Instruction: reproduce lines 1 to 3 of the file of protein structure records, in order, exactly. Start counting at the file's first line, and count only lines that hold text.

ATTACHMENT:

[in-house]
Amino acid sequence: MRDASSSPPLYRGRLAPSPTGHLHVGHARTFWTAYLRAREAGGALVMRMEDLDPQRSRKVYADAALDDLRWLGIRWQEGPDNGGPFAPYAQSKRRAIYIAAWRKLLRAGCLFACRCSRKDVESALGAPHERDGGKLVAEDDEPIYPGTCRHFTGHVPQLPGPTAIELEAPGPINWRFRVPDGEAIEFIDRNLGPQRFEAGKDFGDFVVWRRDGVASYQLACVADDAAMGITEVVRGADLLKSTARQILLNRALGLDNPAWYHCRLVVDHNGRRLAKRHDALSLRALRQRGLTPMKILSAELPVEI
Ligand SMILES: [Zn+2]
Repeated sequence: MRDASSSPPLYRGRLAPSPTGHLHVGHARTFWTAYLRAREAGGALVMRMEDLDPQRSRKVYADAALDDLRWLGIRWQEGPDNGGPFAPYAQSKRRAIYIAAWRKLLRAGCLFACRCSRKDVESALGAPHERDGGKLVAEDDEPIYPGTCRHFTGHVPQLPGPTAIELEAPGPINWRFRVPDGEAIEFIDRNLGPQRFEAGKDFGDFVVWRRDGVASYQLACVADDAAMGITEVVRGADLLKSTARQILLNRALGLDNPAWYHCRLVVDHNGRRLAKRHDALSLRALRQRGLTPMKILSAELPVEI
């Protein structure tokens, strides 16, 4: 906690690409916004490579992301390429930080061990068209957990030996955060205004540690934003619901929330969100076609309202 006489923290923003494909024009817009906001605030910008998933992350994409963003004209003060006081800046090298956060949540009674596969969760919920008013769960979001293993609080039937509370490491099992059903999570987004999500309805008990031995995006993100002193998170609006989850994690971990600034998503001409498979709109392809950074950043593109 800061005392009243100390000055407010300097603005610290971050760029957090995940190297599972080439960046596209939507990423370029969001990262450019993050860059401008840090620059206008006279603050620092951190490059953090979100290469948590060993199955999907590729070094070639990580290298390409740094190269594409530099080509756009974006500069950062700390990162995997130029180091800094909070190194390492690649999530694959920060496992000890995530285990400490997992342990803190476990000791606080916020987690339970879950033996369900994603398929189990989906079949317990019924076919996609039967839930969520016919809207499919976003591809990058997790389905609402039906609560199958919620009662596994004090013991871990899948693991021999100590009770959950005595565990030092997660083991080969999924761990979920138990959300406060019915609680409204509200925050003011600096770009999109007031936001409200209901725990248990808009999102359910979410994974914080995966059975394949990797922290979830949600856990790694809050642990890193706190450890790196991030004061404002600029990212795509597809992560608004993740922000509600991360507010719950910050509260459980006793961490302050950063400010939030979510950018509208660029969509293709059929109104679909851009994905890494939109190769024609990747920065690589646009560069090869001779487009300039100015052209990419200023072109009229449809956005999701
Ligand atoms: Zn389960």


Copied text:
[in-house]
Amino acid sequence: MRDASSSPPLYRGRLAPSPTGHLHVGHARTFWTAYLRAREAGGALVMRMEDLDPQRSRKVYADAALDDLRWLGIRWQEGPDNGGPFAPYAQSKRRAIYIAAWRKLLRAGCLFACRCSRKDVESALGAPHERDGGKLVAEDDEPIYPGTCRHFTGHVPQLPGPTAIELEAPGPINWRFRVPDGEAIEFIDRNLGPQRFEAGKDFGDFVVWRRDGVASYQLACVADDAAMGITEVVRGADLLKSTARQILLNRALGLDNPAWYHCRLVVDHNGRRLAKRHDALSLRALRQRGLTPMKILSAELPVEI
Ligand SMILES: [Zn+2]